McAleer Presents on the Theme “The Kananaskis Village People”

Posted on 12/1/2011 9:45:30 AM

Franny McAleer, Department of Professional Studies in Education, was an invited presenter for Celebrating the Challenges 2011, hosted by the Alberta Provincial Special Education Council Conference on October 14–15, 2011.

Because of her expertise in higher level thinking, gifted education, and adapting instruction for special education students, she was selected to share her perspectives and research on the theme “The Kananaskis Village People,” described as “Different isn’t so different anymore! It’s about working together as a community of educators to create change for all students and to empower all learners.”

The components of the double session were:

Differentiating Instruction with Six Thinking Hats

(Gifted Education is a recent mandate in Alberta Province.)

Six Hats is a simple and powerful way to differentiate the questioning process and teach thinking as a skill that can be learned, practiced, and improved. The Six Hats promote differentiated learning by teaching students to think at higher levels and improve writing, reading, and speaking skills. The colors and hats provide a useful visual image that is easy to learn and remember. The game and role-playing nature of the hats compliment how the brain works. So, put on the Six Hats and improve thinking, questioning, and communication.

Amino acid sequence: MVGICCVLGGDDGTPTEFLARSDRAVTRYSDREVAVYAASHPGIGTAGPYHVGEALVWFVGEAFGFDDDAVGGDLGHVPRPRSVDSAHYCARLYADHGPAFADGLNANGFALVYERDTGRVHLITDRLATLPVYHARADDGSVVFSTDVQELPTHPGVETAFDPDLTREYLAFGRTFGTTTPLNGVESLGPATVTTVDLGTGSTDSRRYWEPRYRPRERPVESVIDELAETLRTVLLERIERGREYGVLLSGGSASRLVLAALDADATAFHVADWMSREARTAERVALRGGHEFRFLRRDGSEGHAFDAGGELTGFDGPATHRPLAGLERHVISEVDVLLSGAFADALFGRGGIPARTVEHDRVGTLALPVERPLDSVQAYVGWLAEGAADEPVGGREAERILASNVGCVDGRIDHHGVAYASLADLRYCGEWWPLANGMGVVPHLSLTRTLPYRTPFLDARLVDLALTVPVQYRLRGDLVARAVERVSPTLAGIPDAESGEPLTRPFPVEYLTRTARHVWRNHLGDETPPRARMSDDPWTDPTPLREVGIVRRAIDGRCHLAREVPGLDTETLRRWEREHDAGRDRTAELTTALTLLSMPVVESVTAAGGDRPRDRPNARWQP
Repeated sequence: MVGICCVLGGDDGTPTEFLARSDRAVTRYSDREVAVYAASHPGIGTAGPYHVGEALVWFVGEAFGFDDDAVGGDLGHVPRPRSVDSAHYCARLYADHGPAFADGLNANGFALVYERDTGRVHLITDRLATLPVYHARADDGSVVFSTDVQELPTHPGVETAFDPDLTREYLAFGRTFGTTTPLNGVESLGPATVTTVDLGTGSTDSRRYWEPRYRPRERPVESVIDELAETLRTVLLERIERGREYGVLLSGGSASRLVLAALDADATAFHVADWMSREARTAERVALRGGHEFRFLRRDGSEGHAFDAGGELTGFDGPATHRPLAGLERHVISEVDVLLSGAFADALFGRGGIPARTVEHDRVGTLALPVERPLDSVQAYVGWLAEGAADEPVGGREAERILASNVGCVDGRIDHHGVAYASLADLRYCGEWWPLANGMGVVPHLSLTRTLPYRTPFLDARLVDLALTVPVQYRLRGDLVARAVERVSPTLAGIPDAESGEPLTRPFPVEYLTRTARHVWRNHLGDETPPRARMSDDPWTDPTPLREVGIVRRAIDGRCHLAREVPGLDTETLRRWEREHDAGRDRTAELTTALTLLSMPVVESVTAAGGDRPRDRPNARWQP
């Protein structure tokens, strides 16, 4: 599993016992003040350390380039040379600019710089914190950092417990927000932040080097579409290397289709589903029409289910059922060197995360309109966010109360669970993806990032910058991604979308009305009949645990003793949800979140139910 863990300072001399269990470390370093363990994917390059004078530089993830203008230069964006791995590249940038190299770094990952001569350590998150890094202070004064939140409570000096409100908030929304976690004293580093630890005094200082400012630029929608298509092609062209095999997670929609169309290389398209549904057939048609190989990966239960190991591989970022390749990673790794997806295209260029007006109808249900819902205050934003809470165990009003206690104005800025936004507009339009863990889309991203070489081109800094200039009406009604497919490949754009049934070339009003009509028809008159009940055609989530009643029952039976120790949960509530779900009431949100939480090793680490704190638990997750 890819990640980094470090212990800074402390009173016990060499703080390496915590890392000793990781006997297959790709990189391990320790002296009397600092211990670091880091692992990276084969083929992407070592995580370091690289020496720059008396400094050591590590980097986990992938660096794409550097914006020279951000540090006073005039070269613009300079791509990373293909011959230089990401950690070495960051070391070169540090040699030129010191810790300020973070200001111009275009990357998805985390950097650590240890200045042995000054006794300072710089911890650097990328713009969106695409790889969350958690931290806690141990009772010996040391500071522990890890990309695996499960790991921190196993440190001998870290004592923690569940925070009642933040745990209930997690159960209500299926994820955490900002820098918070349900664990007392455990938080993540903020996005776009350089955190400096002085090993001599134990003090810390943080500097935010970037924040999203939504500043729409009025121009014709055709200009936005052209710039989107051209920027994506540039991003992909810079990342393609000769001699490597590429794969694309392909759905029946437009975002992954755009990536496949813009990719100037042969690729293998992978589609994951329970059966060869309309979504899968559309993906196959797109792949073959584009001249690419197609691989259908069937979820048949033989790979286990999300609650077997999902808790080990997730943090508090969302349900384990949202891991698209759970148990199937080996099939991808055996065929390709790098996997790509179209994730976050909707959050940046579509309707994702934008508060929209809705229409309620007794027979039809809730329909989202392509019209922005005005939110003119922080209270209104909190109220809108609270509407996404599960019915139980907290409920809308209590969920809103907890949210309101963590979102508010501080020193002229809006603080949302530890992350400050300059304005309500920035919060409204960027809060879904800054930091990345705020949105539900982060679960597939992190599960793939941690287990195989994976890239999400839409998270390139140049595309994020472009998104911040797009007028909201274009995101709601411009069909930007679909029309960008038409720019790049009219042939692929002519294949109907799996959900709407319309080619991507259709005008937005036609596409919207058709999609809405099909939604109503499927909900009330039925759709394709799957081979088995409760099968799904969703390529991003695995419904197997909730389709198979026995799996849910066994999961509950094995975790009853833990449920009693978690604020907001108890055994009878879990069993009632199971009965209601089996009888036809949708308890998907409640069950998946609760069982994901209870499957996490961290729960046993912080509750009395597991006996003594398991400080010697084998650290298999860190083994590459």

1. Seven keys to differentiating instruction
  2. Nature of Six Hats and differentiation
  3. Three literacy levels of differentiation: text, self, and world
  4. Presentation and application of each hat
  5. Tinkering with Six Hats
  6. Sharing of best ideas with whole group
  7. Sequences of hats
  8. Forced associations
  9. Which hat is it anyway?

Turn Up the Challenge for Gifted and Talented Students

Do you have students who learn at an advanced level and accelerated pace? You can meet the needs of these learners through differentiated instruction. This workshop presents the principles and strategies to help you meet their needs.

  1. Characteristics: Bright child/gifted child
  2. Effective teachers of the gifted
  3. Analogies
  4. Curriculum differentiation: Strategies for differentiating instruction for gifted students
  5. Acceleration (pace) and enrichment (depth)
  6. Pre-assessment
  7. Most difficult first
  8. Compacting curriculum
  9. Curriculum differentiation (differentiating the content, process, product, and learning environment)
  10. Tiered assignments
  11. Learning contracts
  12. Independent studies
  13. Apprenticeships, mentorships